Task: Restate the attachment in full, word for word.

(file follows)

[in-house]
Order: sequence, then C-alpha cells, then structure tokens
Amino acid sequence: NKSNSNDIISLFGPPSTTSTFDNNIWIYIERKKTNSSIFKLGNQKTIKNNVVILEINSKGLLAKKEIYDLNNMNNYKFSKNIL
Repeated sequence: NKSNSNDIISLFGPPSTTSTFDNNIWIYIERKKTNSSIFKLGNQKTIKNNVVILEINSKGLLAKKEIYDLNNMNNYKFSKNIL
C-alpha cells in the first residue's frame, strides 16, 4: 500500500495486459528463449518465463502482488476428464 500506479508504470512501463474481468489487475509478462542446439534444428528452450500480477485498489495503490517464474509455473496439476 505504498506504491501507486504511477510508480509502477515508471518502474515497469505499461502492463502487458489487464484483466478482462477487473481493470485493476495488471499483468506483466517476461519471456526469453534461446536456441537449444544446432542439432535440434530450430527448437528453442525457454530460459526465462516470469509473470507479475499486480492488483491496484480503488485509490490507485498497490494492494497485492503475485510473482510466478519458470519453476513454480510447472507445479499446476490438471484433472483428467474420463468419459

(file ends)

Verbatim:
[in-house]
Order: sequence, then C-alpha cells, then structure tokens
Amino acid sequence: NKSNSNDIISLFGPPSTTSTFDNNIWIYIERKKTNSSIFKLGNQKTIKNNVVILEINSKGLLAKKEIYDLNNMNNYKFSKNIL
Repeated sequence: NKSNSNDIISLFGPPSTTSTFDNNIWIYIERKKTNSSIFKLGNQKTIKNNVVILEINSKGLLAKKEIYDLNNMNNYKFSKNIL
C-alpha cells in the first residue's frame, strides 16, 4: 500500500495486459528463449518465463502482488476428464 500506479508504470512501463474481468489487475509478462542446439534444428528452450500480477485498489495503490517464474509455473496439476 505504498506504491501507486504511477510508480509502477515508471518502474515497469505499461502492463502487458489487464484483466478482462477487473481493470485493476495488471499483468506483466517476461519471456526469453534461446536456441537449444544446432542439432535440434530450430527448437528453442525457454530460459526465462516470469509473470507479475499486480492488483491496484480503488485509490490507485498497490494492494497485492503475485510473482510466478519458470519453476513454480510447472507445479499446476490438471484433472483428467474420463468419459